INDIANAPOLIS (AP) -
Indiana is switching up its teacher licensing program in response to
complaints about low pass rates under the current testing program, in hopes
of addressing a shortage of teachers in the state.
ETS, a nonprofit
organization, will replace Pearson beginning September 2021 as the provider
of licensing tests for prospective teachers, said Indiana Department of
Education spokesman Adam Baker.
The move comes
after Republican state Sen. Jean Leising, of Oldenburg, introduced
legislation this year that required the state Board of Education to adopt a
program that’s administered nationally.
“I’m anxious to see
what kind of results we get and I’m going to be monitoring this very closely
after we have a couple years of data to see if pass rates improve over what
we’ve been seeing on the current test used,” Leising said, adding that the
change is a step in the right direction in dealing with the teacher shortage
its tests to Indiana standards, while ETS provides national exams. For
several years, Indiana educators and prospective teachers have criticized
Pearson’s testing program, which has been the state’s testing vendor since
2014, the Tribune-Star reported.
“Test content and
the scores required for passing are determined by each state and are
informed by recommendations from local educators resulting from standard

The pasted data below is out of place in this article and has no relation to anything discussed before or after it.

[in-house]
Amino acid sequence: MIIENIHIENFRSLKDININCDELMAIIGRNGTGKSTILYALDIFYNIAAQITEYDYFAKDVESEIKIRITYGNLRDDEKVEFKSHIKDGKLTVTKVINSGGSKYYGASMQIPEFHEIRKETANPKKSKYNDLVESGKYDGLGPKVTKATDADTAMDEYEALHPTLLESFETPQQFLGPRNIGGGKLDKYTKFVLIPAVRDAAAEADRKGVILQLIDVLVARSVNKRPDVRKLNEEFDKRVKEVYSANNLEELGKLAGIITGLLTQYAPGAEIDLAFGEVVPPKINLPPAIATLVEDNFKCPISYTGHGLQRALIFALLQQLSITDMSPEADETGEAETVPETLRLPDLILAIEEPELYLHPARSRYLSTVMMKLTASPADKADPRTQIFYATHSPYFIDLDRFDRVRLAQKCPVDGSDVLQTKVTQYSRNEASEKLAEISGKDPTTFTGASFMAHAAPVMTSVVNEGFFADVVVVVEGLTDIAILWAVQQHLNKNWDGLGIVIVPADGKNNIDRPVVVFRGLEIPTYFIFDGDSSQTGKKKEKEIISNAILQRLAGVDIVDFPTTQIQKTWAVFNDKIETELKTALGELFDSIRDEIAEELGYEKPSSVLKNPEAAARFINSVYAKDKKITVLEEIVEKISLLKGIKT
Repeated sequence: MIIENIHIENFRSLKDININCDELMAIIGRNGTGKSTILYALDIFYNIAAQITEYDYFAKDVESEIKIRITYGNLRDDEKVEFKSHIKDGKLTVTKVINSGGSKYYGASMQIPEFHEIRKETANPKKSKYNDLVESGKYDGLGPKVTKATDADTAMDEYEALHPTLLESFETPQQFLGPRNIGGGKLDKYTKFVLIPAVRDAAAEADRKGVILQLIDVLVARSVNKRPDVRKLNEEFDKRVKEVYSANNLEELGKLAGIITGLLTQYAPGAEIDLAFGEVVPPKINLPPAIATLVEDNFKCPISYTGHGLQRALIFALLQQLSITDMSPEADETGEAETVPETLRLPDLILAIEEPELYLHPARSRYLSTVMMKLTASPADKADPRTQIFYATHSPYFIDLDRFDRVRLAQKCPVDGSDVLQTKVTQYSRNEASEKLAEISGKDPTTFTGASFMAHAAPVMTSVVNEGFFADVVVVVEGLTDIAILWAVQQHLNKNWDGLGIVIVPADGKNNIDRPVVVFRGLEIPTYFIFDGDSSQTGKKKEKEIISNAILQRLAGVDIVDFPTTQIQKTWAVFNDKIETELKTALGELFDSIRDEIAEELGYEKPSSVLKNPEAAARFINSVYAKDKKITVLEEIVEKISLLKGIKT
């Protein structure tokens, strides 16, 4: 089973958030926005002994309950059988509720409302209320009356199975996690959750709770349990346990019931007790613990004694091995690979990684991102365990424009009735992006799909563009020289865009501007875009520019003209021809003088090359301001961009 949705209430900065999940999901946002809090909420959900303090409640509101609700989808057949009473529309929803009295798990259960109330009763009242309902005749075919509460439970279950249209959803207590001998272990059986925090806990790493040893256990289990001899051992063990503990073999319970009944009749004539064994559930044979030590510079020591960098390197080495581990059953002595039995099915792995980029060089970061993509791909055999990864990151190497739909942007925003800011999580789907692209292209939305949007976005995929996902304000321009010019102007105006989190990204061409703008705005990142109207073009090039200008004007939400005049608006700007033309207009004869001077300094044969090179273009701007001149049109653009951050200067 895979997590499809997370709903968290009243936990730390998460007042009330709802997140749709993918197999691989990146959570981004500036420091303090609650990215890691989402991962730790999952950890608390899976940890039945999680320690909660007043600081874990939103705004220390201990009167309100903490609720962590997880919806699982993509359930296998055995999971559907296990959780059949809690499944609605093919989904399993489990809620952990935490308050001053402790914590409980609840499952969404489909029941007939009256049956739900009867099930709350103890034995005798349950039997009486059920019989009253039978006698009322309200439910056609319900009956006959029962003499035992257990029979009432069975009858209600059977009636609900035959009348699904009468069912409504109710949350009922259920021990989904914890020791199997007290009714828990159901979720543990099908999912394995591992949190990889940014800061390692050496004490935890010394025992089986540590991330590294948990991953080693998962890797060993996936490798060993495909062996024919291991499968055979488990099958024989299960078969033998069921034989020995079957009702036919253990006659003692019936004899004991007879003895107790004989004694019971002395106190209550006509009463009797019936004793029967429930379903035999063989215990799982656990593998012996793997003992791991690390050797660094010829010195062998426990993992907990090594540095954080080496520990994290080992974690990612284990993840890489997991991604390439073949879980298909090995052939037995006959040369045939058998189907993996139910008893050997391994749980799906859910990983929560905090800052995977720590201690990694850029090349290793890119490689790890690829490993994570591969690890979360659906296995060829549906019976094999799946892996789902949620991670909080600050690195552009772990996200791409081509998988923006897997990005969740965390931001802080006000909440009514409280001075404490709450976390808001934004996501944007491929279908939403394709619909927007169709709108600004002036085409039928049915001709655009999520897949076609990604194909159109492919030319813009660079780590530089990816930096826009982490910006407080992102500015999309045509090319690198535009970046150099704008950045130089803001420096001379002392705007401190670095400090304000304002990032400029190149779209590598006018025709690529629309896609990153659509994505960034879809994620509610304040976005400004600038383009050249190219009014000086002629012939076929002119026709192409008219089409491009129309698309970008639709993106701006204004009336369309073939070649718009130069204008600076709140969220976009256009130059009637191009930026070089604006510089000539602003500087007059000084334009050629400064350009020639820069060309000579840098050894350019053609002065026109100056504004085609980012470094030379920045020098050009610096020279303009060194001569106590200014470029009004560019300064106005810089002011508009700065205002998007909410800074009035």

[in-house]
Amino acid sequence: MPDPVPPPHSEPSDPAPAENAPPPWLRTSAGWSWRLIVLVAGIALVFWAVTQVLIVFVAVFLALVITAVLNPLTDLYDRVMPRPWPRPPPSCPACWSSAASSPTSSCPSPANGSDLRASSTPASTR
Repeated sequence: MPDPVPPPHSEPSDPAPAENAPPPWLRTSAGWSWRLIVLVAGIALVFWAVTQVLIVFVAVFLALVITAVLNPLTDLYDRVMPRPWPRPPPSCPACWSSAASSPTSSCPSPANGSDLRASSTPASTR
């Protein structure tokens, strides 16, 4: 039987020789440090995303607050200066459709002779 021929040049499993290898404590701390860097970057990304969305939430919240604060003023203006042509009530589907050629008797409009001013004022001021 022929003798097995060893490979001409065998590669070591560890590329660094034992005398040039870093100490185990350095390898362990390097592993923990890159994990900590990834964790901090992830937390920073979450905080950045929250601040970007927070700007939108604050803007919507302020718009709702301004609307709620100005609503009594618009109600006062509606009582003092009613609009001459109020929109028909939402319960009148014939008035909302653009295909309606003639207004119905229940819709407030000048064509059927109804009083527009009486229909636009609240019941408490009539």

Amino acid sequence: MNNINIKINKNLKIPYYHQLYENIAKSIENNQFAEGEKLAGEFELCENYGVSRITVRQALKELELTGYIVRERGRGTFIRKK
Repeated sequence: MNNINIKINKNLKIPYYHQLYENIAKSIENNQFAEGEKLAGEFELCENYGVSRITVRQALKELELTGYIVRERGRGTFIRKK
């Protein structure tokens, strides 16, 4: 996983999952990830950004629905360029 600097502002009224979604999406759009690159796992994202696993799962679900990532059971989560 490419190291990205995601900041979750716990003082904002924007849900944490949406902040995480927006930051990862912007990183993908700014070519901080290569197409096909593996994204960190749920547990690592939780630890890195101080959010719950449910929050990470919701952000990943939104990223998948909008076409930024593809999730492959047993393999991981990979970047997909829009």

setting activities,” Pearson director of media relations Scott Overland
wrote in an email to the newspaper. “While we are disappointed in this
decision, we are proud to serve students, teachers, and institutions in
Indiana in many other ways and always are ready to help meet Indiana’s
Rachel Williams, a
media specialist, said passing Pearson’s certification test for school media
specialist was difficult even when she had worked four years at a library.
“As someone who
took both the ETS and Pearson test for school librarian, I can tell you that
the ETS asked questions that actually pertained to my job as a school
librarian,” William said. “I absolutely see it as a positive move (from
Pearson to ETS).”
associate executive director of the Indiana Association of School
Principals, said the changes could definitely be helpful.
“There is no doubt
about that,” McRoberts said.